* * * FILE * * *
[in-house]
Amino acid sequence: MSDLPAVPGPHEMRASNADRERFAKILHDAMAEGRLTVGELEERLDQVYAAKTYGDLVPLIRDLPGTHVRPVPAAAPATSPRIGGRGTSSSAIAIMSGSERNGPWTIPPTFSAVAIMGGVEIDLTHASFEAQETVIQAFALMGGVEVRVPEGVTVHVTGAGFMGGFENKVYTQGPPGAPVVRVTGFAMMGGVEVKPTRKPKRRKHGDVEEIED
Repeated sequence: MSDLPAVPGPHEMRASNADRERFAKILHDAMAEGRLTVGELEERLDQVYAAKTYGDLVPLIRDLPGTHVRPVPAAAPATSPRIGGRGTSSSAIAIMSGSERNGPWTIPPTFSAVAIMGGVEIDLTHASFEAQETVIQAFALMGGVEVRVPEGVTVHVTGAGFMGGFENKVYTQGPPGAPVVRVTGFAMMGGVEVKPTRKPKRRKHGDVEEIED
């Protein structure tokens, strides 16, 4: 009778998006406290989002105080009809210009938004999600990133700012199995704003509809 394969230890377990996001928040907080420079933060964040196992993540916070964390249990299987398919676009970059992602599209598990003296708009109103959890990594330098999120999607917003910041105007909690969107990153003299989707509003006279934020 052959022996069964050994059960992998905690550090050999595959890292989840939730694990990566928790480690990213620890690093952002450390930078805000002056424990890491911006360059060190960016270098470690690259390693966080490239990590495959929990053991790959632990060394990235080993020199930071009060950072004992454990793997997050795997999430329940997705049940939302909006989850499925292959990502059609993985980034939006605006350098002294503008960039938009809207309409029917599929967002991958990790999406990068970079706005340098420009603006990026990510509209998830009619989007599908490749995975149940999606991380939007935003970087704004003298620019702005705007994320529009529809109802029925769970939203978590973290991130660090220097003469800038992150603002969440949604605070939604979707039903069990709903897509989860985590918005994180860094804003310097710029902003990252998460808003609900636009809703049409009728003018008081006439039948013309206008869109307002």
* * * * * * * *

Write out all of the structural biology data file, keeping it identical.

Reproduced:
[in-house]
Amino acid sequence: MSDLPAVPGPHEMRASNADRERFAKILHDAMAEGRLTVGELEERLDQVYAAKTYGDLVPLIRDLPGTHVRPVPAAAPATSPRIGGRGTSSSAIAIMSGSERNGPWTIPPTFSAVAIMGGVEIDLTHASFEAQETVIQAFALMGGVEVRVPEGVTVHVTGAGFMGGFENKVYTQGPPGAPVVRVTGFAMMGGVEVKPTRKPKRRKHGDVEEIED
Repeated sequence: MSDLPAVPGPHEMRASNADRERFAKILHDAMAEGRLTVGELEERLDQVYAAKTYGDLVPLIRDLPGTHVRPVPAAAPATSPRIGGRGTSSSAIAIMSGSERNGPWTIPPTFSAVAIMGGVEIDLTHASFEAQETVIQAFALMGGVEVRVPEGVTVHVTGAGFMGGFENKVYTQGPPGAPVVRVTGFAMMGGVEVKPTRKPKRRKHGDVEEIED
């Protein structure tokens, strides 16, 4: 009778998006406290989002105080009809210009938004999600990133700012199995704003509809 394969230890377990996001928040907080420079933060964040196992993540916070964390249990299987398919676009970059992602599209598990003296708009109103959890990594330098999120999607917003910041105007909690969107990153003299989707509003006279934020 052959022996069964050994059960992998905690550090050999595959890292989840939730694990990566928790480690990213620890690093952002450390930078805000002056424990890491911006360059060190960016270098470690690259390693966080490239990590495959929990053991790959632990060394990235080993020199930071009060950072004992454990793997997050795997999430329940997705049940939302909006989850499925292959990502059609993985980034939006605006350098002294503008960039938009809207309409029917599929967002991958990790999406990068970079706005340098420009603006990026990510509209998830009619989007599908490749995975149940999606991380939007935003970087704004003298620019702005705007994320529009529809109802029925769970939203978590973290991130660090220097003469800038992150603002969440949604605070939604979707039903069990709903897509989860985590918005994180860094804003310097710029902003990252998460808003609900636009809703049409009728003018008081006439039948013309206008869109307002």